on the color pink

Cosyknits recently wrote a post about her changing views on color that is so appropriate to how I've been thinking, lately. I am coming to view colors differently- I've been watching myself shift from murky deep dusk colors into the bright and clear tones. There is still depth there, but I've been feeling a lot more playful with my color choices lately.

Rolled up sock


(This amazing, thigh- high sample sock was knit out of Skinny Bugga summer colorways by the lovely and talented Katydid Knits.)

This summer is full of surprises for me- some positive, some negative, some just… well, surprising. Looking at all my new colors on the lines, I can't help but wonder exactly what is happening with me, lately; my colors are bright and rich and jewel- toned. There are even a few strong pastels in there- strong enough to almost not qualify as pastels, but so light… well, maybe I need a new word for whatever those are.

They are gorgeous, though. That word fits. They are lovely and they just flash out at  me. They are influenced by the time of year, I'm sure, but even more by the people in my life; a lemon- chartreuse for Pamela, a darkish blue for my sister Megan (like her eyes), a purple- magenta for my aunt Karen. But there is nothing in there to explain the pale pink, or the orange with hot pink flashes; they are just there, lovely and colorful, and I've no idea where they have come from, of why I want to make them. 

It is the pinks that startle me. I've always hated pink; I've seen it as insipid, or obvious, or silly. But I don't, any more: certainly there are pinks that fit that description- Barbie pink, how I hate you- but there's something sweet and sensual in the pinks I've been making lately, delicate and generous.


Pink pink pink


Somehow, I am turning into a girl who loves pinks. Peachy pinks, nude negligee pinks, soft buttery yellows with pink tones, it's in everything. I've dyed a champagne color that I am so in love with, and I have thoughts of dusky grey- pinks, too. 

I have no idea what that means, but while I'm figuring it out, I'll be dyeing silk scarves for myself in every pink I can dream.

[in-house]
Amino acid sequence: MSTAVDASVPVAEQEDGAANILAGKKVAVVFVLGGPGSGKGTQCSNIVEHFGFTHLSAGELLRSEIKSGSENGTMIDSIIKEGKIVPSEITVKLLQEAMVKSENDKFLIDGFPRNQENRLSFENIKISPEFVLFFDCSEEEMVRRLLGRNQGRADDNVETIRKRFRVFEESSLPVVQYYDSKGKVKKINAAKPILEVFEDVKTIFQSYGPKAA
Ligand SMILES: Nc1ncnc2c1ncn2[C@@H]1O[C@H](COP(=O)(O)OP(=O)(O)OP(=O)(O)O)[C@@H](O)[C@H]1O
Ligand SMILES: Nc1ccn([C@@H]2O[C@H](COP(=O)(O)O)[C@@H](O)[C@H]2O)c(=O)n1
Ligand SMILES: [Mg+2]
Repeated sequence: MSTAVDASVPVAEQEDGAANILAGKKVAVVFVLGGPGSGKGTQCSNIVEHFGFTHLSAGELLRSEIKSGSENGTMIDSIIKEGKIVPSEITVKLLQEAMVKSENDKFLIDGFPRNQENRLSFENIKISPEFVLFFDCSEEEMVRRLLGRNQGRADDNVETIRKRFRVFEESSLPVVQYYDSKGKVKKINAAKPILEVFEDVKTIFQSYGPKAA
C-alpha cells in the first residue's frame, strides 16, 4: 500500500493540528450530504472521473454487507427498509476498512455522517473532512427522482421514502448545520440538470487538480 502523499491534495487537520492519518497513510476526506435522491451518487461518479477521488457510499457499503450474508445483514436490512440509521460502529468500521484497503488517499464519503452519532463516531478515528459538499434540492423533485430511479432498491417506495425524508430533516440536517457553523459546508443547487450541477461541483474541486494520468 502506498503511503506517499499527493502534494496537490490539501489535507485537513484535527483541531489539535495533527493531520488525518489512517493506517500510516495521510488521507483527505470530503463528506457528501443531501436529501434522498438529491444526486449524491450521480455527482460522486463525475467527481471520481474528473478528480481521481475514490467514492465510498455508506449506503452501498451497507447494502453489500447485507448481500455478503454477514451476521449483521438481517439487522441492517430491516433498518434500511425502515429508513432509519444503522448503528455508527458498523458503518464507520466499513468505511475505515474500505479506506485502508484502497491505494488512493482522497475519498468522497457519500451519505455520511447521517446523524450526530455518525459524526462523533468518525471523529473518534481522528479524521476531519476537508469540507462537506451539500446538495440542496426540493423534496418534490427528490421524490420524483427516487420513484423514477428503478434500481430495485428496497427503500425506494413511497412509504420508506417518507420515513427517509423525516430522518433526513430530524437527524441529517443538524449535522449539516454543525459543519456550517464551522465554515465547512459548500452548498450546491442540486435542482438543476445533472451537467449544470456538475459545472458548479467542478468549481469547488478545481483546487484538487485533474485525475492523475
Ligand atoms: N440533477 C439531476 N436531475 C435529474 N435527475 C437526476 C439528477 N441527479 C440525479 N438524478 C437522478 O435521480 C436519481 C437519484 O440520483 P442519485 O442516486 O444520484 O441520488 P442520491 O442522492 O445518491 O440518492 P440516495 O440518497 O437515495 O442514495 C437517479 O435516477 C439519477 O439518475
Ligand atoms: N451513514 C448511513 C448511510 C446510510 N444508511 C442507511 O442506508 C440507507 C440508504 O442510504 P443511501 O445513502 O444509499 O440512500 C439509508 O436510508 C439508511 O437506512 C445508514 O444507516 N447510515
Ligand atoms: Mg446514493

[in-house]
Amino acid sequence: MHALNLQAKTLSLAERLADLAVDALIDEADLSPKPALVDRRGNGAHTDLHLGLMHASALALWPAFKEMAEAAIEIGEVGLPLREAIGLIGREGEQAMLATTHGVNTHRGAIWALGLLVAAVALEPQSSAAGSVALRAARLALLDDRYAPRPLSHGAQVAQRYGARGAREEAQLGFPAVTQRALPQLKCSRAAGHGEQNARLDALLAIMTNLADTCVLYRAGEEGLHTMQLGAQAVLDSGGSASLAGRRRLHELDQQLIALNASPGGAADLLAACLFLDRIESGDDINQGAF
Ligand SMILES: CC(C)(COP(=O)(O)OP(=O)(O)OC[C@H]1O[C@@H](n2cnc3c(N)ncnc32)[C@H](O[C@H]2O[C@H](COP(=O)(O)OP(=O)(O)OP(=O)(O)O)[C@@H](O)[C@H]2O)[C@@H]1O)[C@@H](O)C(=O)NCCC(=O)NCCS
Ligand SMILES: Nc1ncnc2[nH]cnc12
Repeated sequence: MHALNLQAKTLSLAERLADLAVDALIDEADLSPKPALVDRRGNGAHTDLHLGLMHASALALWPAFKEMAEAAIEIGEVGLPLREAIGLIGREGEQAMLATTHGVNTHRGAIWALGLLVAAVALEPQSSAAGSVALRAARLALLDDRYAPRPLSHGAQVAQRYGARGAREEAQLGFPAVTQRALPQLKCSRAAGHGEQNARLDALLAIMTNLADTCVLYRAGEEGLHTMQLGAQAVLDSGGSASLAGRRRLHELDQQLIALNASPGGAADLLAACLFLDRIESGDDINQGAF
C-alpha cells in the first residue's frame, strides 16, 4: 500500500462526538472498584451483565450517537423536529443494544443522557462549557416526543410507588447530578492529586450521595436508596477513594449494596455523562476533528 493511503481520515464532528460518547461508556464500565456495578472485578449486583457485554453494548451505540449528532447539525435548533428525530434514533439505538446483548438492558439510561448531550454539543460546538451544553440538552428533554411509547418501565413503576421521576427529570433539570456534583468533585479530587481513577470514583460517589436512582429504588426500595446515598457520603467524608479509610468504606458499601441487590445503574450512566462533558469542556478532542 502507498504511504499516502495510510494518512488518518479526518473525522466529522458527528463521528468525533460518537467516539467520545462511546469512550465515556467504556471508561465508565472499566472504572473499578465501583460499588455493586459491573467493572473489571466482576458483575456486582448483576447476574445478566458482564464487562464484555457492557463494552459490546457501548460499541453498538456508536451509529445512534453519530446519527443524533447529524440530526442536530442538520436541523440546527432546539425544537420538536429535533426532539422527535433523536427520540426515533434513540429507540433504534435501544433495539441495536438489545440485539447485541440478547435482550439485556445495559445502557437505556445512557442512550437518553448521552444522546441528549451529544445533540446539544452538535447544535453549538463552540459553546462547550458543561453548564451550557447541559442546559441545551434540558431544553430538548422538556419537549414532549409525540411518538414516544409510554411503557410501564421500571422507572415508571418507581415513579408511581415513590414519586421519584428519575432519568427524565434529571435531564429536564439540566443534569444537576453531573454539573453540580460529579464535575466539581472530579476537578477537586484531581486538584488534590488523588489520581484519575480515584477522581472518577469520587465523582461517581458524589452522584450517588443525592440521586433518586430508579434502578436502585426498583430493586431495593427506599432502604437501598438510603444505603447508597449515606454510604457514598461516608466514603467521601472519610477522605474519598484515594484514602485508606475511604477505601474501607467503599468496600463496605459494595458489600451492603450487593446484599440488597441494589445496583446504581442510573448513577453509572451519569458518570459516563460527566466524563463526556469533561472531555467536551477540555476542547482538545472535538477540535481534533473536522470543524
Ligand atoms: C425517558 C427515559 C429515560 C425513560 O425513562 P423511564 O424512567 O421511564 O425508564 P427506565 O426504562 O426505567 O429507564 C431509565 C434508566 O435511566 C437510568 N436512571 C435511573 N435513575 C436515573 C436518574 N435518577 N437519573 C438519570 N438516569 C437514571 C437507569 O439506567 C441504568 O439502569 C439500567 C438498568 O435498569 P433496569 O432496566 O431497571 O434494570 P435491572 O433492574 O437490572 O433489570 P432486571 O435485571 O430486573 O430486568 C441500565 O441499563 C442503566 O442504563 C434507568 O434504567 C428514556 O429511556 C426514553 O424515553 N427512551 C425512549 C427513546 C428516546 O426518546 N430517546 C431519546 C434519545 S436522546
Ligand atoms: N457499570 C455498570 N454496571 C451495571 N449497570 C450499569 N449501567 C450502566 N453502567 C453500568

One thought on “on the color pink

  1. June 13, 2010 at 2:41 pm

    I am not a pink person, partially because of my coloring, partially through taste, but I’ve been drawn to it lately, too.
    When I was in art school, my favorite drawing teacher said something about pink that I will try to paraphrase here. She said pink had become almost aggressively feminine in our culture, and that to use it was to make a choice to be feminine. That pink could be seen as retiring, but it couldn’t really be ignored, because the color made such a strong statement, and that you could use that to startle people, enrage them, comfort them, or shake them out of complacency. I didn’t come to love pink when she said this, but I stopped seeing it as a weak color, and I agree with her, that you can use pink to make a statement. I used pink for my Arabella shawl because it seemed like the absolutely right shade.

  2. June 17, 2010 at 2:58 pm

    I think your art teacher might have boon on to something, there- there is definitely something about growing more comfortable in my new career in a stereotypically feminine field, and in my growing love of domesticity that seems to dovetail with my sudden shift towards pinks. In really learning that one can be a feminist AND make choices that fit within some old- world stereotypes I’ve come to embrace things that I rejected before, thinking that loving them was weakness. Aprons and pinks and baking and skirts don’t make me any less independent or strong. How funny to think that I’d fallen into that thinking- that one- track, rigid mindset- which is another form of oppression.

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